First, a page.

Manipulation of Valesc's Stock Price

135. From May 1, 2003, through July 31, 2003, a total of 42,700 shares of Valesc common stock were traded on the OTCBB at prices ranging from $.70 to $1.20 a share. At least half of this trading involved wholesale transactions between brokerage firms.

136. During this time, which coincided with the overseas distribution being effected by First Chartered/First China, Kraus purchased 7,950 shares and Cohen purchased 6,800 shares for a total of 14,750 Valesc shares. These purchases typically took place when the price of Valesc stock had fallen somewhat, and these trades nearly always resulted in an increase in the price of Valesc stock.

137. For example, on July 25, 2003, the price of Valesc stock was $.75 a share. After purchases of 200 shares on July 28 and 200 shares on July 30, the price of the stock increased to approximately $1.10 a share for the next five days. A month later, when the price dropped to $.76 a share on September 5, purchases of 300 shares, 1200 shares and 500 shares on the next three trading days brought the price back up to approximately $1.10.

138. Again, on September 23, when the price of Valesc stock fell to $.85 a share, purchases of 100 shares and 600 shares on the next two trading days brought the price of the stock back up to $1.10 a share. Through these purchases, the price of Valesc stock was maintained at around $1.10 a share, which was the approximate price at which First Chartered/First China sold the shares to overseas investors.

139. Since the price paid by overseas investors was tied to the quoted bid price for the stock, Kraus and Cohen's purchasing activity has resulted in more money flowing to Valesc from Sukumo's sales. Potential investors have not been told that Valesc's stock price is being manipulated by Kraus and Cohen at the same time Valesc is benefiting from the overseas distribution of Valesc shares.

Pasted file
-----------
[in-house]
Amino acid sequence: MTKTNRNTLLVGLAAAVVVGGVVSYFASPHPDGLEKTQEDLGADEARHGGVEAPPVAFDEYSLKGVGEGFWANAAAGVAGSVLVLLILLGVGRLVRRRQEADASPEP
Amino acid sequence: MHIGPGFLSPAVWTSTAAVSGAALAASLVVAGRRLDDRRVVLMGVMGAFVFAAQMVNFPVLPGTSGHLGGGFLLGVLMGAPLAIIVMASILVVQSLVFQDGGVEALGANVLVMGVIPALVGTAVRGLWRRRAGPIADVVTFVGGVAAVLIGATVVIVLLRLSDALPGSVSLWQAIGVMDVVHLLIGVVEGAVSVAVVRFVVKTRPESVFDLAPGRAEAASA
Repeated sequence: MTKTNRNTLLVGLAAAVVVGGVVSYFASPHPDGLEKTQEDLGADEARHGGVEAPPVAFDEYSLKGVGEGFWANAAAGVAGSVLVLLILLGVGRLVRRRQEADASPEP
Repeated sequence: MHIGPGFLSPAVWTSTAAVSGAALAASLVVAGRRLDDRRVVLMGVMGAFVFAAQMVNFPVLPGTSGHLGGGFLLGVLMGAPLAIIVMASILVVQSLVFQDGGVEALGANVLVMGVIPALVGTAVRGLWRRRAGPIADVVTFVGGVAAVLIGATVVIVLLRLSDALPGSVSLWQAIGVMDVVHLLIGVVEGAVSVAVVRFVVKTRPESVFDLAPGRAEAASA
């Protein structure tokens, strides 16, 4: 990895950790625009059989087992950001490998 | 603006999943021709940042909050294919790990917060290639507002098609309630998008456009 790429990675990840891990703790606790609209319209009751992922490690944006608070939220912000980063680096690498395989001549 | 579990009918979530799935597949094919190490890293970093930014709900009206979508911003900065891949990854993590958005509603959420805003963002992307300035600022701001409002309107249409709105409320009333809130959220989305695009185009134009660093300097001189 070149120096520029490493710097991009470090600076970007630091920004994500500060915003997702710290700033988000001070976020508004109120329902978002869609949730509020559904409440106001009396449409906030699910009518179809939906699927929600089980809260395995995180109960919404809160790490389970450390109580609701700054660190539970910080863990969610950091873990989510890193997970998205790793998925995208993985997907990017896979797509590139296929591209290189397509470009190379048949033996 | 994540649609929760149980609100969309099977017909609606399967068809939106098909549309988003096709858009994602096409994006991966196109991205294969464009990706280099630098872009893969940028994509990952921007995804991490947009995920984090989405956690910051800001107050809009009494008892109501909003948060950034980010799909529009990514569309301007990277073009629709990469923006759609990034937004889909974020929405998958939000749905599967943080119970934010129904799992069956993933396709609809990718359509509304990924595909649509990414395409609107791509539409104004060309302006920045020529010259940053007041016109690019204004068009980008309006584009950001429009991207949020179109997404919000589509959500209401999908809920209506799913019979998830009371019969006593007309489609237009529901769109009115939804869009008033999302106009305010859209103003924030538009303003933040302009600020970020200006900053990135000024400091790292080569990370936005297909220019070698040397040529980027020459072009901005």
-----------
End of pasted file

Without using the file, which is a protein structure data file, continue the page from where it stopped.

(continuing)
E. NCIH

140. Carlucci aquired NCI Holdings, Inc., formerly Vector Holdings Corp., in early 2003. Carlucci was listed as the President, CEO, CFO, and/or Director of NCIH.

141. On June 25, 2003, NCIH filed a Form 8-K with the Commission disclosing its June 24, 2003 Offshore Agreement with Sukumo. NCIH does not disclose that Sukumo acts as a sales agent for NCIH, receives a 70% commission, and never actually purchases the stock. Carlucci signed the Form 8-K as NCIH's CEO, President and Director.

142. In its Form 10-QSB for the quarter ended June 30, 2003, filed on August 8, 2003, NCIH made a brief mention of Sukumo's right to purchase up to 10 million shares of the company's stock (without specifying the amount of the offering proceeds that ultimately would be disbursed to NCIH) and referred to the June 25, 2003, Form 8-K filing. Carlucci certified and signed the Form 10-QSB.

143. By August 8, 2003, however, Carlucci knew that Sukumo was being paid 70% of the funds received from investors because the bank statements for the NCIH escrow account were sent to his post office box in Mesa, Arizona. Those statements listed wire transfers from the escrow account to the Newman account at the Thai Military Bank amounting to 70% of the funds received. Moreover, as the escrow agent for Diversified and Stem Genetics, Carlucci also knew that Sukumo received 70% of the proceeds in both of those deals.

144. Carlucci knew that the disclosures in NCIH's filings omitted to disclose the actual compensation being paid to Sukumo for marketing NCIH's shares to investors.

145. Carlucci also knew that Sukumo never purchased stock from the issuer for the purpose of reselling the stock. Carlucci also knew that Sukumo acted as a sales agent that marketed the stock to foreign investors and was then paid a 70% commission by NCIH when investors wired funds into the escrow account.

FIRST CAUSE OF ACTION